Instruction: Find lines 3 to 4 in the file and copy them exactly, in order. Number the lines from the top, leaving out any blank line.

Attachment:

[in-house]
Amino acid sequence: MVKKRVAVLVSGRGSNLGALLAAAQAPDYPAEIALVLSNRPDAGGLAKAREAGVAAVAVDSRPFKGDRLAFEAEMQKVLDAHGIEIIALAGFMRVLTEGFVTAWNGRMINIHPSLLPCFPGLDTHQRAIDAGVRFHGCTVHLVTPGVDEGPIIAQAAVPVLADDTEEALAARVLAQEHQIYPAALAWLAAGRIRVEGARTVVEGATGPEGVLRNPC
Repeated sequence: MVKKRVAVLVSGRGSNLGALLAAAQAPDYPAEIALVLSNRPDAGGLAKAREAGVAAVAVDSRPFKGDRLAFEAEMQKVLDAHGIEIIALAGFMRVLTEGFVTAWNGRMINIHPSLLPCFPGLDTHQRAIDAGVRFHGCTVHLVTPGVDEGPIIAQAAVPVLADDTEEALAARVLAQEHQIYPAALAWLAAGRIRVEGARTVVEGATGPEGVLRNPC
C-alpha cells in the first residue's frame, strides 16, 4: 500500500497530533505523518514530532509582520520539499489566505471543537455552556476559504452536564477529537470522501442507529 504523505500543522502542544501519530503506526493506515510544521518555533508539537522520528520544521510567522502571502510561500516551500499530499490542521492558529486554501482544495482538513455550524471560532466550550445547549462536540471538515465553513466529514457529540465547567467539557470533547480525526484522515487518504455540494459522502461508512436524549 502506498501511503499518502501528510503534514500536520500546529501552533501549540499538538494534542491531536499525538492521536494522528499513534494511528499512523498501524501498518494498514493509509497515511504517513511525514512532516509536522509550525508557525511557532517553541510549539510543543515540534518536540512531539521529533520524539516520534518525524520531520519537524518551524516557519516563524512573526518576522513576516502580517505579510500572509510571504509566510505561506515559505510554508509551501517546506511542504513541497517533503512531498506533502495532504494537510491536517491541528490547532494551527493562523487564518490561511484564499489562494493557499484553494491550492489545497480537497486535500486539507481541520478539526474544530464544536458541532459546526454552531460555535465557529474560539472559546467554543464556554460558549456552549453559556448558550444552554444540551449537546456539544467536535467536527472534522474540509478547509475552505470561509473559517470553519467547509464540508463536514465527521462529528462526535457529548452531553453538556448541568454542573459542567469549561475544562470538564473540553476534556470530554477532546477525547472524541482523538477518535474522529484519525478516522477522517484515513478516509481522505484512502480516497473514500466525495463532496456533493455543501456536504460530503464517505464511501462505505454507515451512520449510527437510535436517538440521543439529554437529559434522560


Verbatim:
Repeated sequence: MVKKRVAVLVSGRGSNLGALLAAAQAPDYPAEIALVLSNRPDAGGLAKAREAGVAAVAVDSRPFKGDRLAFEAEMQKVLDAHGIEIIALAGFMRVLTEGFVTAWNGRMINIHPSLLPCFPGLDTHQRAIDAGVRFHGCTVHLVTPGVDEGPIIAQAAVPVLADDTEEALAARVLAQEHQIYPAALAWLAAGRIRVEGARTVVEGATGPEGVLRNPC
C-alpha cells in the first residue's frame, strides 16, 4: 500500500497530533505523518514530532509582520520539499489566505471543537455552556476559504452536564477529537470522501442507529 504523505500543522502542544501519530503506526493506515510544521518555533508539537522520528520544521510567522502571502510561500516551500499530499490542521492558529486554501482544495482538513455550524471560532466550550445547549462536540471538515465553513466529514457529540465547567467539557470533547480525526484522515487518504455540494459522502461508512436524549 502506498501511503499518502501528510503534514500536520500546529501552533501549540499538538494534542491531536499525538492521536494522528499513534494511528499512523498501524501498518494498514493509509497515511504517513511525514512532516509536522509550525508557525511557532517553541510549539510543543515540534518536540512531539521529533520524539516520534518525524520531520519537524518551524516557519516563524512573526518576522513576516502580517505579510500572509510571504509566510505561506515559505510554508509551501517546506511542504513541497517533503512531498506533502495532504494537510491536517491541528490547532494551527493562523487564518490561511484564499489562494493557499484553494491550492489545497480537497486535500486539507481541520478539526474544530464544536458541532459546526454552531460555535465557529474560539472559546467554543464556554460558549456552549453559556448558550444552554444540551449537546456539544467536535467536527472534522474540509478547509475552505470561509473559517470553519467547509464540508463536514465527521462529528462526535457529548452531553453538556448541568454542573459542567469549561475544562470538564473540553476534556470530554477532546477525547472524541482523538477518535474522529484519525478516522477522517484515513478516509481522505484512502480516497473514500466525495463532496456533493455543501456536504460530503464517505464511501462505505454507515451512520449510527437510535436517538440521543439529554437529559434522560